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Developing Story: Rize open house gets mixed reviews

Critics of the Rize development planned for Mount Pleasant didn’t appear to be mollified by updated details on the project unveiled at an open house Monday evening. City council approved the rezoning application for the site in April 2012.

Critics of the Rize development planned for Mount Pleasant didn’t appear to be mollified by updated details on the project unveiled at an open house Monday evening.

City council approved the rezoning application for the site in April 2012. Residents are now being asked their thoughts on the revised development permit application for the project, which features a 21-storey tower, 258 residential units, 7,295 square feet of commercial space, 399 parking stalls and 350 bicycle stalls.

It goes before the Urban Design Panel April 23 and before the Development Permit Board June 30.

Chris Vollan, Rize’s vice-president of development, told the Courier before the open house that the design conforms to council’s directions at the rezoning and also responds to some feedback gathered at a previous open house last July.

“I think the major moves are in reducing the height of the Broadway building by 30 feet and really introducing a lot of character and craft into the building that really does complement the neighbourhood. This is a really unique structure that would fit nowhere else in our city other than Mount Pleasant,” he said.

Vollan pointed to the mosaic brick for the exterior of the building on Broadway, which he said speaks to the century-old Lee Building nearby.

“That level of detail and understanding the context just doesn’t happen in Vancouver.  It’s taken a long time to design and it’s crafted versus pushed out of a computer,” he said. “Mount Pleasant is a very unique, crafty neighbourhood and this building is designed to fit it and move it forward. It’s a contemporary expression of a very cool neighbourhood.”

At the open house, Marilyn Gardner, who’s lived in the neighbourhood for six years, remained unconvinced.

“I really feel they don’t listen to any input we’ve provided at community input sessions,” she said, adding residents were told there wouldn’t be a lot of parking because it’s a transit hub, yet parking spaces have increased from 320 to 399.

“[The development] doesn’t fit into the Mount Pleasant plan — never has,” she said. “Basically Vision [Vancouver] doesn’t listen. It’s all smoke and mirrors.”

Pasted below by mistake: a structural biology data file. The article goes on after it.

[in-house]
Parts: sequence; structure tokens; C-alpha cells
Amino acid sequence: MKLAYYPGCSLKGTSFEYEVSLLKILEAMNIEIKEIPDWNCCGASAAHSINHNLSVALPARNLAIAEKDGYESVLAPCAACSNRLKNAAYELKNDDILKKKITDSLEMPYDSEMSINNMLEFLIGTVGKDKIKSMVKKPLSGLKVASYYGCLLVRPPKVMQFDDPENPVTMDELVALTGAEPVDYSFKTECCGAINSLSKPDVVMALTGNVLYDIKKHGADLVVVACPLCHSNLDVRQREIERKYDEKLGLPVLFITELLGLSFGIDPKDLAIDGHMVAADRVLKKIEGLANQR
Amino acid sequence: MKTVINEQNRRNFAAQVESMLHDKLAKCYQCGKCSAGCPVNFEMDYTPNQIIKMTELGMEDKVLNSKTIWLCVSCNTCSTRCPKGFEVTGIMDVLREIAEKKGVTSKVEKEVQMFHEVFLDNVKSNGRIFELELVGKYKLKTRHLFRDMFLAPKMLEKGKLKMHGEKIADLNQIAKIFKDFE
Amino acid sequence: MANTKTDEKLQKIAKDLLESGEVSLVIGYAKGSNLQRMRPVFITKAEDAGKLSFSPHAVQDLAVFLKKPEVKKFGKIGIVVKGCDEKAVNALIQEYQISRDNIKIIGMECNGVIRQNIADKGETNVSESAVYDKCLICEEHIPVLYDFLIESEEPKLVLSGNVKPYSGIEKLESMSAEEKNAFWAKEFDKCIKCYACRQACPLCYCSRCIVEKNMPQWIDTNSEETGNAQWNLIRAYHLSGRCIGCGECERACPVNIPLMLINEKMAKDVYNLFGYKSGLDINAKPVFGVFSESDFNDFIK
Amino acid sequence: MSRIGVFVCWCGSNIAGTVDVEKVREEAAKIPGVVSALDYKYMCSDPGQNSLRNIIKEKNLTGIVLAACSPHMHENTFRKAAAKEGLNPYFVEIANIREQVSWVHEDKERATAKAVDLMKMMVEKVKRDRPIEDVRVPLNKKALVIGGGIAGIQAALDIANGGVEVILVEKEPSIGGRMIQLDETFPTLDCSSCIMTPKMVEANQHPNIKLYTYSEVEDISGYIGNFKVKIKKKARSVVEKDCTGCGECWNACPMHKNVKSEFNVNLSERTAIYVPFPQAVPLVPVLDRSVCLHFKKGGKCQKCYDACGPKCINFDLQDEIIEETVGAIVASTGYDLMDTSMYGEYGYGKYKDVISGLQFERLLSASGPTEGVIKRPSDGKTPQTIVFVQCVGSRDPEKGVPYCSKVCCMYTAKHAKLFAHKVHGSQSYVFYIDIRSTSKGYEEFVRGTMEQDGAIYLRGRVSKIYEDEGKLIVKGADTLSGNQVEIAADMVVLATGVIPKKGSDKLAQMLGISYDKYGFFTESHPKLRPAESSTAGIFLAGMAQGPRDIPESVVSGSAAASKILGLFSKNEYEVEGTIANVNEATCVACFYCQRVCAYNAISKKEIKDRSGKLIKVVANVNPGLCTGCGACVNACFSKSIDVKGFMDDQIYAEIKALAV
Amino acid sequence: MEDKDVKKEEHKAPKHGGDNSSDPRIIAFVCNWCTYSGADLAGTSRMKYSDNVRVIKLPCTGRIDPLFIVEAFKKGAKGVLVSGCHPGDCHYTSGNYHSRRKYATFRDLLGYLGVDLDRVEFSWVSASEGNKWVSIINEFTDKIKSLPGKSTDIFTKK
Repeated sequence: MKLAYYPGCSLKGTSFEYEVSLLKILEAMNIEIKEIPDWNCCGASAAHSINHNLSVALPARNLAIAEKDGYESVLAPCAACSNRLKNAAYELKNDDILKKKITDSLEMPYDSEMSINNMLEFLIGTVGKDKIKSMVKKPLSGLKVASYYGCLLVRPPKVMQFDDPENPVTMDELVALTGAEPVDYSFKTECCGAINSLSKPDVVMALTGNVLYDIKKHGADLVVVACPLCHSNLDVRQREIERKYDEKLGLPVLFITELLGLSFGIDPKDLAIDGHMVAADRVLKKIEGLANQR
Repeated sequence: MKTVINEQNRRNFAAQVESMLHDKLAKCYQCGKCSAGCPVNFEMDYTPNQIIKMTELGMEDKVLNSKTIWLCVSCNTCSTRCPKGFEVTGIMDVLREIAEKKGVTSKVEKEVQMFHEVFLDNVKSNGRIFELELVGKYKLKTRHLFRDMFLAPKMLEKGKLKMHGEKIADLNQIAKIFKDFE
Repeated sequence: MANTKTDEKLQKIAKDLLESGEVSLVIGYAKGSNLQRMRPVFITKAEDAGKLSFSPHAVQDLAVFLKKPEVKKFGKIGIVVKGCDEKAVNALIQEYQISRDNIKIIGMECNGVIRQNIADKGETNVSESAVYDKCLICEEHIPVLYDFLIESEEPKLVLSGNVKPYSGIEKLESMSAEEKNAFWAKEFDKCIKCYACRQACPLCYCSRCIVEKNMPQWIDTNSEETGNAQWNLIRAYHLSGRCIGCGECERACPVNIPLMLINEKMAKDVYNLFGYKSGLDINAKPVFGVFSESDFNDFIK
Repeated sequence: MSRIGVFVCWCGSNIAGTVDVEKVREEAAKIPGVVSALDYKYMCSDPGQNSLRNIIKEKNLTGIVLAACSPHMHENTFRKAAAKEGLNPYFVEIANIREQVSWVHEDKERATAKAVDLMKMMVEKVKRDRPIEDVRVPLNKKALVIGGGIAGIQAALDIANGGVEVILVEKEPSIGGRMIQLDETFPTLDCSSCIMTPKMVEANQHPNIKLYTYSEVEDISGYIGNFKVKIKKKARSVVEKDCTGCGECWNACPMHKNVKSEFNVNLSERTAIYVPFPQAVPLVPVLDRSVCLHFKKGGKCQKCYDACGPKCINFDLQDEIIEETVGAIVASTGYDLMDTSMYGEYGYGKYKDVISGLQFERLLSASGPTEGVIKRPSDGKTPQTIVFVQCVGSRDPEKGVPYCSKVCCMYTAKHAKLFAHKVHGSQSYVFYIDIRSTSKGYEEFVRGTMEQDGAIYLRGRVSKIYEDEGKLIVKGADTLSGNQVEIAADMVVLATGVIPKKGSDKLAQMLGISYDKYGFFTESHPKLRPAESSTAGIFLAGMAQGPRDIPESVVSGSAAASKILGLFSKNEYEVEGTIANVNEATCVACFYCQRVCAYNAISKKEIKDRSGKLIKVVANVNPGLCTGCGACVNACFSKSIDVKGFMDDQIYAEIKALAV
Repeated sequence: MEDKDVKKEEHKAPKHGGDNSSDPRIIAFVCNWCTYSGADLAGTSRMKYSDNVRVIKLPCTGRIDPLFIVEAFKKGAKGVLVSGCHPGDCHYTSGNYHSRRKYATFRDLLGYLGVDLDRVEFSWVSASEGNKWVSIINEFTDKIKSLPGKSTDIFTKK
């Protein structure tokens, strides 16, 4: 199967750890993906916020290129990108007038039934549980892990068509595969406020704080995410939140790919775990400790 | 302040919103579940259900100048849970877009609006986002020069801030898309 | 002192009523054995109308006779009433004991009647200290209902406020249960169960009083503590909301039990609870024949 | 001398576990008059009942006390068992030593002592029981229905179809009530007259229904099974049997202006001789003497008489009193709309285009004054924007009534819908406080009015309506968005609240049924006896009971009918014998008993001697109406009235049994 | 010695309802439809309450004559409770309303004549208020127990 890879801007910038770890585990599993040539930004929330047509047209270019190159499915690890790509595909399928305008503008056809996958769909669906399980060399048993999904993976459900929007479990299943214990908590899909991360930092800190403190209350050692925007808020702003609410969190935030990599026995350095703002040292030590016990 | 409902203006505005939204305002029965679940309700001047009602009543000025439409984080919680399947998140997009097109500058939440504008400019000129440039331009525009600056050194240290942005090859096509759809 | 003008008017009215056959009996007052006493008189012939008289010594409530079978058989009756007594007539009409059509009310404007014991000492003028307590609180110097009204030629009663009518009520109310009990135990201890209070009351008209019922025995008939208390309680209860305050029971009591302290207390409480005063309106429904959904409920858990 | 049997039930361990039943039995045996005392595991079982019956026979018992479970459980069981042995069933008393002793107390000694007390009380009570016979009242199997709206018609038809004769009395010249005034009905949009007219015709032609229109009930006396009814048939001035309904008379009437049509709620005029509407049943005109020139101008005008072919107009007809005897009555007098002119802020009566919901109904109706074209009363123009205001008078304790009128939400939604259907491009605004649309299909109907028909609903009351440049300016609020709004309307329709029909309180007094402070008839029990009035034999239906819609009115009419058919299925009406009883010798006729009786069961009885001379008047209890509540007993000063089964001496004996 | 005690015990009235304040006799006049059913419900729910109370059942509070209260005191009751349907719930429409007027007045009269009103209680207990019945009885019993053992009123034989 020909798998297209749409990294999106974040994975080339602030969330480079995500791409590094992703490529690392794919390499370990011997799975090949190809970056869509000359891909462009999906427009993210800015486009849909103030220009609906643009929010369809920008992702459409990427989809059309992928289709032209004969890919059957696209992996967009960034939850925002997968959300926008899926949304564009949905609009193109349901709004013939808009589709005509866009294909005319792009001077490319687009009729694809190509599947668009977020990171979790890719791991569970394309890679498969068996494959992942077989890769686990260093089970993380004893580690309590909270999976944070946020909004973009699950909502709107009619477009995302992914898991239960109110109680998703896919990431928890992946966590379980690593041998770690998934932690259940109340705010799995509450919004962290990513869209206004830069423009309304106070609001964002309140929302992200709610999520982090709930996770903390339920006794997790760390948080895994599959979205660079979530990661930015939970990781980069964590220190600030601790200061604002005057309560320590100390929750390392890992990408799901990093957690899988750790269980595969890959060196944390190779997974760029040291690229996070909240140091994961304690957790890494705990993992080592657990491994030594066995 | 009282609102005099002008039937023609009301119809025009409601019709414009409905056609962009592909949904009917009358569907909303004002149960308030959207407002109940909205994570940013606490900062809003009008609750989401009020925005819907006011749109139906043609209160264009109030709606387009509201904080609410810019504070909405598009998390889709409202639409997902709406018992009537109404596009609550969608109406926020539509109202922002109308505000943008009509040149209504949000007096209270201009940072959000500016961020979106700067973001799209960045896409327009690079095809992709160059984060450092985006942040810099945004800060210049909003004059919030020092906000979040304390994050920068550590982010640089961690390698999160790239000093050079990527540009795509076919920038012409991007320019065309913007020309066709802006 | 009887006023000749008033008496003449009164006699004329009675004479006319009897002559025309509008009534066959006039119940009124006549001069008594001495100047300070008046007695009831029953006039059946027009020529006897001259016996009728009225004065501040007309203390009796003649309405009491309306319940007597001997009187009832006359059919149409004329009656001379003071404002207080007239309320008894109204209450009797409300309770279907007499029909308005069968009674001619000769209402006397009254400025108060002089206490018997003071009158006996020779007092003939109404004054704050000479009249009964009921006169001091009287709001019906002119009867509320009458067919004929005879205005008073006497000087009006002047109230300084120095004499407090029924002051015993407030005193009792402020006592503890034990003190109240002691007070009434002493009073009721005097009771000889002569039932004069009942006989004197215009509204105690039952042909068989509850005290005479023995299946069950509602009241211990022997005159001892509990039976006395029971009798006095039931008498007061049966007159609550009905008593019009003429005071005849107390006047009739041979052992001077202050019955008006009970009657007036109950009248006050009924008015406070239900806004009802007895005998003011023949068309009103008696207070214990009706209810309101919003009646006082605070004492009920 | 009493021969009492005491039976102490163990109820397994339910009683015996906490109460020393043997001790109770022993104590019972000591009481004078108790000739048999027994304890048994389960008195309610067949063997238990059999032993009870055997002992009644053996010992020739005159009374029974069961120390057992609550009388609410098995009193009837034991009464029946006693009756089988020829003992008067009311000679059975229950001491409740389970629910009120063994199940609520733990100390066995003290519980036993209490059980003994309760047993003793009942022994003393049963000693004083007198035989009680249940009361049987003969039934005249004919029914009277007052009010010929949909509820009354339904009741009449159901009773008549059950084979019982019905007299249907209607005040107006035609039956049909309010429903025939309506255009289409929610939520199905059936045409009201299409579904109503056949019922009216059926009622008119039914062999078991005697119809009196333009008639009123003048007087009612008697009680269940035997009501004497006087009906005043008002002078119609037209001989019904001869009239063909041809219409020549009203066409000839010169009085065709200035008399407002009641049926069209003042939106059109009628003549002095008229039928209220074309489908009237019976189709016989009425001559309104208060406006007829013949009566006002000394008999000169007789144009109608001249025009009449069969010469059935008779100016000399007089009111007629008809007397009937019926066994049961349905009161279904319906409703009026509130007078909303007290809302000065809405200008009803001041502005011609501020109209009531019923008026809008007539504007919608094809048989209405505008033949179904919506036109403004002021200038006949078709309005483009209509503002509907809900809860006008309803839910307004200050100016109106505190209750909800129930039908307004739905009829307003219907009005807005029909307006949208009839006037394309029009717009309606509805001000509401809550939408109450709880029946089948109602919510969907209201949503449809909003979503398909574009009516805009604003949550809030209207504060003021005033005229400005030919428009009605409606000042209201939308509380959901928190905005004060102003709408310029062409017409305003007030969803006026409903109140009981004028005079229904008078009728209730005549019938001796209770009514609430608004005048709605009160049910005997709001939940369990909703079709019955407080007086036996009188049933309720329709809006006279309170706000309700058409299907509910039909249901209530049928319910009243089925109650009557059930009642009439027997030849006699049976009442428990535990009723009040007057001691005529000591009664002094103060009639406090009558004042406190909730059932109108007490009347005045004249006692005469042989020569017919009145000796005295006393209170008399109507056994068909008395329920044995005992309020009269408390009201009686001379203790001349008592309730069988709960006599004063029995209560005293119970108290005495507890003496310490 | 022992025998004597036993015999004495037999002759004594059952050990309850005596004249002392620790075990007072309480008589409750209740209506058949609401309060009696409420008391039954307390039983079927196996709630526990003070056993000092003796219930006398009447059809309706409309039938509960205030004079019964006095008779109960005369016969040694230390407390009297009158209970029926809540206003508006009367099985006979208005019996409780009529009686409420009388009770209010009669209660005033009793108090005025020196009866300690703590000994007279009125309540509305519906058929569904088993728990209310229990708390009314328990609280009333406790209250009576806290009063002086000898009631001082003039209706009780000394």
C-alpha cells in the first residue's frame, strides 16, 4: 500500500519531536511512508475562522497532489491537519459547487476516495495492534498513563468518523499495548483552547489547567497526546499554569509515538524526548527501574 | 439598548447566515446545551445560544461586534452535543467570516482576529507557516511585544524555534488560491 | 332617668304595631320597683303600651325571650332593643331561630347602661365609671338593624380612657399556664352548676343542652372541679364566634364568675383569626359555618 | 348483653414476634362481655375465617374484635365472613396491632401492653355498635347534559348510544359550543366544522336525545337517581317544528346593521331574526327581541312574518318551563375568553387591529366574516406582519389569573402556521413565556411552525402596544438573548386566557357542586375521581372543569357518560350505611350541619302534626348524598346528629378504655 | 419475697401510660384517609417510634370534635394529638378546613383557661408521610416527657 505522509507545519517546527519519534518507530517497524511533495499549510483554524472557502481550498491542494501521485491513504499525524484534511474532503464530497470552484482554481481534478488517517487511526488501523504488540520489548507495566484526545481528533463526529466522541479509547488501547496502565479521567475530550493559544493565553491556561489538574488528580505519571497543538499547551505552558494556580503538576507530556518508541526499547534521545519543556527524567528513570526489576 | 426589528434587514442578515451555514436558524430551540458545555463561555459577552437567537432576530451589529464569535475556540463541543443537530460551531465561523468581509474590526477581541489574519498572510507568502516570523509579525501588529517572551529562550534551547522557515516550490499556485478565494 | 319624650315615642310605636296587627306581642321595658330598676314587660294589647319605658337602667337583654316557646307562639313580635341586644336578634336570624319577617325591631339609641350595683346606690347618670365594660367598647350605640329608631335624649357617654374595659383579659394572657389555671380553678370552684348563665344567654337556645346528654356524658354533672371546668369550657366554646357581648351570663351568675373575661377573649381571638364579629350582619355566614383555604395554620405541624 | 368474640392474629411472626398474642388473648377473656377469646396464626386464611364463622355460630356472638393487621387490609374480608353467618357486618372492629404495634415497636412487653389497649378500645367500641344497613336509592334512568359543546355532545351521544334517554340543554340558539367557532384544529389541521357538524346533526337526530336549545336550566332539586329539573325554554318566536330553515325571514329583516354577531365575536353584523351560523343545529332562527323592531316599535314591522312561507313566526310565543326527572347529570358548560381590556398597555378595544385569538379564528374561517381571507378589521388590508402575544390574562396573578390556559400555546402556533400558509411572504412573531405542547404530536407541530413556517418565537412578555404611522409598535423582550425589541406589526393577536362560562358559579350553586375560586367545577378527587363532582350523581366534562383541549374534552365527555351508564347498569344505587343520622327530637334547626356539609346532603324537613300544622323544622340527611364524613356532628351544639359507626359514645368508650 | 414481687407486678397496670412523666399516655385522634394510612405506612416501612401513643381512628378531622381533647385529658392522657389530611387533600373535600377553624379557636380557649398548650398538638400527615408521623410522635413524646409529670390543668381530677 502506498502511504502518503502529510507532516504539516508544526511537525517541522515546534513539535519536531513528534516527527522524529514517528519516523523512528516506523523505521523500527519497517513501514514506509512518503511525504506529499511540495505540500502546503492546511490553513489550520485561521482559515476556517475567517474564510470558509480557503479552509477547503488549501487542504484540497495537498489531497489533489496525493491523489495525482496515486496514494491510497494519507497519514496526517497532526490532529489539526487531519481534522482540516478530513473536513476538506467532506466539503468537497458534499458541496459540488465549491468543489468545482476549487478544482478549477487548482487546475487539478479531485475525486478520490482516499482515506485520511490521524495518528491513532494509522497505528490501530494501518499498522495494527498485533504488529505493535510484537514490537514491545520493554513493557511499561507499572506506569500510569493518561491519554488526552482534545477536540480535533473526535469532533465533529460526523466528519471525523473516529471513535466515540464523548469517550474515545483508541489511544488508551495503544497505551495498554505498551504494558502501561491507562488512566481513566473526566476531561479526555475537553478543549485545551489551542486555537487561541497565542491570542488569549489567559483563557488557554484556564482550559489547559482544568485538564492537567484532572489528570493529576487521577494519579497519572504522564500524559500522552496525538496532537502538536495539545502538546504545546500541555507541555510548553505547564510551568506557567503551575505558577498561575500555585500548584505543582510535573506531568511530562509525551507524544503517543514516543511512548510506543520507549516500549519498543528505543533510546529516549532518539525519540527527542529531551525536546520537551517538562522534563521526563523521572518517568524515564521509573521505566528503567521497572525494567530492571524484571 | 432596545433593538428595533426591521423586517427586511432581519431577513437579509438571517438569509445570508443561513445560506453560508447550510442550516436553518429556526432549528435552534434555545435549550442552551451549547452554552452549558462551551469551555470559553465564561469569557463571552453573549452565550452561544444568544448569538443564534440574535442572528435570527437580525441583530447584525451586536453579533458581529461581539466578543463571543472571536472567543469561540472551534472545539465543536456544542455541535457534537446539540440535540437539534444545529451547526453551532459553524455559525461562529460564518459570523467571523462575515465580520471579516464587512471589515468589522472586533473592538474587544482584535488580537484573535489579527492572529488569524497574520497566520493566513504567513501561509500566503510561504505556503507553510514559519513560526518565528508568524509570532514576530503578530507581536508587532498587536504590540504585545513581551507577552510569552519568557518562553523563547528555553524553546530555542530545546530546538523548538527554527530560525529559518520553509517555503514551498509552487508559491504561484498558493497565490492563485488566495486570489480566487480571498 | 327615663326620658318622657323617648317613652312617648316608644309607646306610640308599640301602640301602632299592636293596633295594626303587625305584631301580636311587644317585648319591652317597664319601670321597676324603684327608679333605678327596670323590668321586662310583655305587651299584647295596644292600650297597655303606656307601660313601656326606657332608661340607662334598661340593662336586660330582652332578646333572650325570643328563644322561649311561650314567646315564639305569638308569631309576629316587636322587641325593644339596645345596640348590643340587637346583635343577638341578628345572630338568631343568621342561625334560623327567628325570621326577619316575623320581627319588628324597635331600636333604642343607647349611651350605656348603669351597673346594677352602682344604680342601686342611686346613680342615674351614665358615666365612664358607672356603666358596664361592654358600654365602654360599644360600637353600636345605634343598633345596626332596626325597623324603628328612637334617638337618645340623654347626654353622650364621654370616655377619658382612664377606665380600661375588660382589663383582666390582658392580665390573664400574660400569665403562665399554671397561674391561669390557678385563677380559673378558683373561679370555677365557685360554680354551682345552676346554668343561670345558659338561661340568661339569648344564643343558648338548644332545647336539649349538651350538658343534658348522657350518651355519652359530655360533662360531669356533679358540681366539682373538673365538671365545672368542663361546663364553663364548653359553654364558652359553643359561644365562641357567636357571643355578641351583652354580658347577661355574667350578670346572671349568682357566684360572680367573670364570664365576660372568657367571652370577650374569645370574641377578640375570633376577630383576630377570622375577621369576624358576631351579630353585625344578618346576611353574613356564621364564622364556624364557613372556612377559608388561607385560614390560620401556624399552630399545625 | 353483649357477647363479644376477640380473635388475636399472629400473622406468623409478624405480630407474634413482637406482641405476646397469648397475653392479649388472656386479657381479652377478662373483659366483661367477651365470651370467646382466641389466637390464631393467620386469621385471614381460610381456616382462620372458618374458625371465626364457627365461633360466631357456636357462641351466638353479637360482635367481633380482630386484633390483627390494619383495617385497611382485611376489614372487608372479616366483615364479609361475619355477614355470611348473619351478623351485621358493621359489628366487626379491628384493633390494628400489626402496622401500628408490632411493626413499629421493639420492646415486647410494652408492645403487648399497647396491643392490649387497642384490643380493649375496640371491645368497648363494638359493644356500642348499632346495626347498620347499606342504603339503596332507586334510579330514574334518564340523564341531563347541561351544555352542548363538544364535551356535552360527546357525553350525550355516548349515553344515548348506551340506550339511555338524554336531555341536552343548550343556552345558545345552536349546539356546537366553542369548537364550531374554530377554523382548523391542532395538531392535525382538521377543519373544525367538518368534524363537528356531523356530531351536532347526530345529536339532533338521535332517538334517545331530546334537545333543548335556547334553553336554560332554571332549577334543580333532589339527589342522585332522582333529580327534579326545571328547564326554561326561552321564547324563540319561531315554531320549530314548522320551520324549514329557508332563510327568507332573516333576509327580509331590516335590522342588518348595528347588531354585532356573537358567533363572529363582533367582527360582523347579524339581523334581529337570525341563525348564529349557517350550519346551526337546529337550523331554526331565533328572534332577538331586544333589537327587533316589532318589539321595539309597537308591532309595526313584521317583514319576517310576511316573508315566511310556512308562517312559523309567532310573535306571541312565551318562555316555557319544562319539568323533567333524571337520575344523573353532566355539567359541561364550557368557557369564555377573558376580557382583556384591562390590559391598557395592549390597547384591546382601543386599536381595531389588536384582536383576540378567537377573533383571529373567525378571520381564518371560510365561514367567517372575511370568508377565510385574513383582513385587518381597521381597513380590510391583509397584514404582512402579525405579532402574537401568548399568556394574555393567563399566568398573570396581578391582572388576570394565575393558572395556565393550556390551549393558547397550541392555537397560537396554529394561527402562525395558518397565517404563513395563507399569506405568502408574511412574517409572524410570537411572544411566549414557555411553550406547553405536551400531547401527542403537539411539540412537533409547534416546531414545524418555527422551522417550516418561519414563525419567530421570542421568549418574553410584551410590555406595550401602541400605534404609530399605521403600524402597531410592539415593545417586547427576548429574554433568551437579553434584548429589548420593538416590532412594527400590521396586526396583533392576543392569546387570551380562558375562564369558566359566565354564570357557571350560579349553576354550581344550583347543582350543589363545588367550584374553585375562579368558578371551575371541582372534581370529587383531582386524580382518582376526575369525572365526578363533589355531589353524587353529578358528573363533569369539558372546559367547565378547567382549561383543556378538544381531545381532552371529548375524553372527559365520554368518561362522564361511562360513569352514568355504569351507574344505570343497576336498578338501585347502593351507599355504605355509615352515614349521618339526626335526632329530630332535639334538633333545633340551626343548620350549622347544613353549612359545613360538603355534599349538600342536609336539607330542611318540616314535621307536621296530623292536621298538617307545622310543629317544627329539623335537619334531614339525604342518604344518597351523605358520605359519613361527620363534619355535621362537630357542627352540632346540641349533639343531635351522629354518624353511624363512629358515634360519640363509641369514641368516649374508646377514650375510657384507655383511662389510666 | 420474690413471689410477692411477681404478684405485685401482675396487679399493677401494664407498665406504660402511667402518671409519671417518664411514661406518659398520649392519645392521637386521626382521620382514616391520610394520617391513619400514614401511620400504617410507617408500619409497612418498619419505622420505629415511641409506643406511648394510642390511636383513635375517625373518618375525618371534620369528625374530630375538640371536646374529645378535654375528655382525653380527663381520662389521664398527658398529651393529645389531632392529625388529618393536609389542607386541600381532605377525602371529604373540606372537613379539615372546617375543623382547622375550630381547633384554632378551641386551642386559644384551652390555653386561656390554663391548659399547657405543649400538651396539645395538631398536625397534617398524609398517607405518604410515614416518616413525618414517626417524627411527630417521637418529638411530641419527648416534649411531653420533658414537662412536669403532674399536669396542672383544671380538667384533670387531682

Barbara Jeffery said the project is out of place and fears it will spur further development and turn Mount Pleasant into “another Yaletown.”

“I can’t imagine this in the middle of Kerrisdale or Kitsilano,” she said. “Mount Pleasant is losing its friendly neighbourhood feeling when you start to do things like this.”

Project supporters included architects Juan Gurrola and Antonio Vasquez who filled out feedback forms.

“The architects have gone through great lengths to do something coherent in the neighbourhood,” said Gurrola who works in Mount Pleasant and lived in the area when he first moved to Vancouver 13 years ago. He said he looked forward to finding out what commercial tenants will lease space, although he hopes potential competition won’t drive out Buy-Low Foods at nearby Kingsgate Mall.

He also thinks the tower should be higher, arguing highrises offer a sensible approach to density in the city.

“Yes, I do like the building. I do like the project. I liked it better when it was higher and more playful in its massing. Now it’s more practical,” he said.

Vasquez added that he appreciates the use of colours and texture in design features and how the architects played with heights and scale.

“I look forward to seeing how it will animate the street,” he said.

In an email to the Courier, Russell Acton, from the firm Acton Ostry Architects, which is working on Rize, says the architecture for the project “reinterprets the rich, varied and vibrant artistic expression of the Mount Pleasant community that is captured through contemporary street photography, West Coast painting and sculpture, and the phenomenology and order of steep and colourful hill towns. The tree-topped crown of the tower marks and distinguishes Mount Pleasant in Vancouver's Greenest City skyline.”

Brendan Caron, meanwhile, still opposes Rize and objects to plans to increase parking nand the number of condos.

“It’s a real money-maker for them… It’s not good for the community,” he said, adding he fears residents will soon no longer be able to afford to live in Mount Pleasant. “This is the knife in the very soul of this area.”

John Allison said the project’s proponents have done a better job of trying to make it fit into the neighbourhood’s “artsy vibe,” but “it’s still a giant tower.”

Grace MacKenzie called the project “ridiculous.”

“It’s still too high on Broadway,” she said. “Personally I give up. I really do. This is the kind of bullshit that Vision Vancouver has been pushing from the beginning.”

The city will accept written comments about the development application until May. 5. Comments may also be considered up until the date of the decision.